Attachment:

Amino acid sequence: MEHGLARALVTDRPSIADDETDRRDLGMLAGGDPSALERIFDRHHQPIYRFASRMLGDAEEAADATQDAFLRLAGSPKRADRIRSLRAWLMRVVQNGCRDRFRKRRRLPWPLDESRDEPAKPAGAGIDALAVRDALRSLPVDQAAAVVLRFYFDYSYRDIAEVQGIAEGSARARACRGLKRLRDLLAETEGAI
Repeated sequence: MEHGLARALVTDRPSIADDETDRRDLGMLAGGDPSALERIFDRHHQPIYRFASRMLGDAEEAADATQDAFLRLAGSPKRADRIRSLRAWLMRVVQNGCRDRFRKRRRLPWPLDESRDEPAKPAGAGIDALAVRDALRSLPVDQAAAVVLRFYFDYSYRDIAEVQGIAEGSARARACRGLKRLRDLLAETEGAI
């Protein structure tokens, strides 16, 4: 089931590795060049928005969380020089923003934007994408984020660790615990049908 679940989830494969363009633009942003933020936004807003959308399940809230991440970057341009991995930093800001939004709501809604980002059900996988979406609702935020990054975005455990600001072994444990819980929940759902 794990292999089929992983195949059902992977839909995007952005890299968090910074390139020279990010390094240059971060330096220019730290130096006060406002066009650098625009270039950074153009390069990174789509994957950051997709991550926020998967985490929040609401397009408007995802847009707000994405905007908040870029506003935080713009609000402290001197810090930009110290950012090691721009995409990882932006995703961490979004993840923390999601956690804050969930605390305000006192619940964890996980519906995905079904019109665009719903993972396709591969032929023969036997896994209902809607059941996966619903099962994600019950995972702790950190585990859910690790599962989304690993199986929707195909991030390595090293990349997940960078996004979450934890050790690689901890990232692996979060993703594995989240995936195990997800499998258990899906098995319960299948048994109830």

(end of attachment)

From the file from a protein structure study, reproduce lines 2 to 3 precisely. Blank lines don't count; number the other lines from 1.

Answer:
Repeated sequence: MEHGLARALVTDRPSIADDETDRRDLGMLAGGDPSALERIFDRHHQPIYRFASRMLGDAEEAADATQDAFLRLAGSPKRADRIRSLRAWLMRVVQNGCRDRFRKRRRLPWPLDESRDEPAKPAGAGIDALAVRDALRSLPVDQAAAVVLRFYFDYSYRDIAEVQGIAEGSARARACRGLKRLRDLLAETEGAI
């Protein structure tokens, strides 16, 4: 089931590795060049928005969380020089923003934007994408984020660790615990049908 679940989830494969363009633009942003933020936004807003959308399940809230991440970057341009991995930093800001939004709501809604980002059900996988979406609702935020990054975005455990600001072994444990819980929940759902 794990292999089929992983195949059902992977839909995007952005890299968090910074390139020279990010390094240059971060330096220019730290130096006060406002066009650098625009270039950074153009390069990174789509994957950051997709991550926020998967985490929040609401397009408007995802847009707000994405905007908040870029506003935080713009609000402290001197810090930009110290950012090691721009995409990882932006995703961490979004993840923390999601956690804050969930605390305000006192619940964890996980519906995905079904019109665009719903993972396709591969032929023969036997896994209902809607059941996966619903099962994600019950995972702790950190585990859910690790599962989304690993199986929707195909991030390595090293990349997940960078996004979450934890050790690689901890990232692996979060993703594995989240995936195990997800499998258990899906098995319960299948048994109830």